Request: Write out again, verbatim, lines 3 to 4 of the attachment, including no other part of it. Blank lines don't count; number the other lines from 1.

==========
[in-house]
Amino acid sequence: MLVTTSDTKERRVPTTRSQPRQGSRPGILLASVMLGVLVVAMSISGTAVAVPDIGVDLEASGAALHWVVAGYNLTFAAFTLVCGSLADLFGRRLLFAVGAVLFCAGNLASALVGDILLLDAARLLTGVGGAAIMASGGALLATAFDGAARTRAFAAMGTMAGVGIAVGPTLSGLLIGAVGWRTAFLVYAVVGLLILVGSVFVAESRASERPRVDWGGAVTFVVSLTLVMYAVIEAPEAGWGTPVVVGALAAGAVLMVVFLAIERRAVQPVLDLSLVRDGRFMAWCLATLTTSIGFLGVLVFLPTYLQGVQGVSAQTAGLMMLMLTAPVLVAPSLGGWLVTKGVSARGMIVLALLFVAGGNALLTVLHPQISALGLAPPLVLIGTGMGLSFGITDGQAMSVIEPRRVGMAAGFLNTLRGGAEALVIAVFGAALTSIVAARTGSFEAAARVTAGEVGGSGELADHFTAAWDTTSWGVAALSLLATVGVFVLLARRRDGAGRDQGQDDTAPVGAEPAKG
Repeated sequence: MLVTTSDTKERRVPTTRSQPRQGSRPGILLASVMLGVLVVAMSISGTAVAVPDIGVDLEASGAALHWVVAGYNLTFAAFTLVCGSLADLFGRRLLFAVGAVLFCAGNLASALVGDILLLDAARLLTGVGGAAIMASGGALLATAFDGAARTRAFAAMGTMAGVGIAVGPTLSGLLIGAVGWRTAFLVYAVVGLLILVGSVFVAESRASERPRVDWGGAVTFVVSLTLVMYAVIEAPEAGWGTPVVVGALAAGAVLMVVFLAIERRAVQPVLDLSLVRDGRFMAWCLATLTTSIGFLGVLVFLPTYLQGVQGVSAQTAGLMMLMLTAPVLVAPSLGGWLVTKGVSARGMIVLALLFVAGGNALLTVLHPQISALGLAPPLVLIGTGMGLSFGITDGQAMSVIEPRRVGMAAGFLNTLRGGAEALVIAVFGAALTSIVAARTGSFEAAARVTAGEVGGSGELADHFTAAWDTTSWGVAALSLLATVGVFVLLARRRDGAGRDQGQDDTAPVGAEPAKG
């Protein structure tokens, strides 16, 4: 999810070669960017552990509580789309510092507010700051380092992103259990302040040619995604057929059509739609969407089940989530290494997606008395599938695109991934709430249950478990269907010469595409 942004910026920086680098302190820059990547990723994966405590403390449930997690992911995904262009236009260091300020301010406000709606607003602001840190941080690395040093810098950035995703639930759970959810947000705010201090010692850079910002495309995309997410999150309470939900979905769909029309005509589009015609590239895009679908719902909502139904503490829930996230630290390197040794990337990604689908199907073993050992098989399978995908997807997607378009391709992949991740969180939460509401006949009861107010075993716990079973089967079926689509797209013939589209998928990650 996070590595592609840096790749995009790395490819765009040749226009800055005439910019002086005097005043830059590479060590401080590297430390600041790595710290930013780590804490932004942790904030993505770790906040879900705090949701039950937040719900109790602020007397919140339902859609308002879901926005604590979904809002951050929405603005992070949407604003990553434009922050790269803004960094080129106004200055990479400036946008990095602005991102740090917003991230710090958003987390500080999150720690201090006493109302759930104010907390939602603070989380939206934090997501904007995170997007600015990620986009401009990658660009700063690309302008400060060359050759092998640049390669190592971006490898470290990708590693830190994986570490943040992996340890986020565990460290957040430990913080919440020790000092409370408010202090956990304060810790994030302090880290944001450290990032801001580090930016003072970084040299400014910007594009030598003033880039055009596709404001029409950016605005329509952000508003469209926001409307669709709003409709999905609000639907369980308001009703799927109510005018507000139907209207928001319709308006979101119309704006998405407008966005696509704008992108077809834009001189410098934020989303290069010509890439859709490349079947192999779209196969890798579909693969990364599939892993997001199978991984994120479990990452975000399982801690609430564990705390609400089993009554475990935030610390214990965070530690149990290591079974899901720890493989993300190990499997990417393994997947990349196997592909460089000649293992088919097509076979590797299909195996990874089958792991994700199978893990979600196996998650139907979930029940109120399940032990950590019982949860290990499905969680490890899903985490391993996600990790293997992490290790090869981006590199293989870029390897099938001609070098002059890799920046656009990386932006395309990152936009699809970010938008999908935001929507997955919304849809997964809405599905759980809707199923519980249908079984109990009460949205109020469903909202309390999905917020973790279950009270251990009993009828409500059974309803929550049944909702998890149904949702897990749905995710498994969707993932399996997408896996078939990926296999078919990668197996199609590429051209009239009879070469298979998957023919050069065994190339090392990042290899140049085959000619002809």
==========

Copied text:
Repeated sequence: MLVTTSDTKERRVPTTRSQPRQGSRPGILLASVMLGVLVVAMSISGTAVAVPDIGVDLEASGAALHWVVAGYNLTFAAFTLVCGSLADLFGRRLLFAVGAVLFCAGNLASALVGDILLLDAARLLTGVGGAAIMASGGALLATAFDGAARTRAFAAMGTMAGVGIAVGPTLSGLLIGAVGWRTAFLVYAVVGLLILVGSVFVAESRASERPRVDWGGAVTFVVSLTLVMYAVIEAPEAGWGTPVVVGALAAGAVLMVVFLAIERRAVQPVLDLSLVRDGRFMAWCLATLTTSIGFLGVLVFLPTYLQGVQGVSAQTAGLMMLMLTAPVLVAPSLGGWLVTKGVSARGMIVLALLFVAGGNALLTVLHPQISALGLAPPLVLIGTGMGLSFGITDGQAMSVIEPRRVGMAAGFLNTLRGGAEALVIAVFGAALTSIVAARTGSFEAAARVTAGEVGGSGELADHFTAAWDTTSWGVAALSLLATVGVFVLLARRRDGAGRDQGQDDTAPVGAEPAKG
């Protein structure tokens, strides 16, 4: 999810070669960017552990509580789309510092507010700051380092992103259990302040040619995604057929059509739609969407089940989530290494997606008395599938695109991934709430249950478990269907010469595409 942004910026920086680098302190820059990547990723994966405590403390449930997690992911995904262009236009260091300020301010406000709606607003602001840190941080690395040093810098950035995703639930759970959810947000705010201090010692850079910002495309995309997410999150309470939900979905769909029309005509589009015609590239895009679908719902909502139904503490829930996230630290390197040794990337990604689908199907073993050992098989399978995908997807997607378009391709992949991740969180939460509401006949009861107010075993716990079973089967079926689509797209013939589209998928990650 996070590595592609840096790749995009790395490819765009040749226009800055005439910019002086005097005043830059590479060590401080590297430390600041790595710290930013780590804490932004942790904030993505770790906040879900705090949701039950937040719900109790602020007397919140339902859609308002879901926005604590979904809002951050929405603005992070949407604003990553434009922050790269803004960094080129106004200055990479400036946008990095602005991102740090917003991230710090958003987390500080999150720690201090006493109302759930104010907390939602603070989380939206934090997501904007995170997007600015990620986009401009990658660009700063690309302008400060060359050759092998640049390669190592971006490898470290990708590693830190994986570490943040992996340890986020565990460290957040430990913080919440020790000092409370408010202090956990304060810790994030302090880290944001450290990032801001580090930016003072970084040299400014910007594009030598003033880039055009596709404001029409950016605005329509952000508003469209926001409307669709709003409709999905609000639907369980308001009703799927109510005018507000139907209207928001319709308006979101119309704006998405407008966005696509704008992108077809834009001189410098934020989303290069010509890439859709490349079947192999779209196969890798579909693969990364599939892993997001199978991984994120479990990452975000399982801690609430564990705390609400089993009554475990935030610390214990965070530690149990290591079974899901720890493989993300190990499997990417393994997947990349196997592909460089000649293992088919097509076979590797299909195996990874089958792991994700199978893990979600196996998650139907979930029940109120399940032990950590019982949860290990499905969680490890899903985490391993996600990790293997992490290790090869981006590199293989870029390897099938001609070098002059890799920046656009990386932006395309990152936009699809970010938008999908935001929507997955919304849809997964809405599905759980809707199923519980249908079984109990009460949205109020469903909202309390999905917020973790279950009270251990009993009828409500059974309803929550049944909702998890149904949702897990749905995710498994969707993932399996997408896996078939990926296999078919990668197996199609590429051209009239009879070469298979998957023919050069065994190339090392990042290899140049085959000619002809």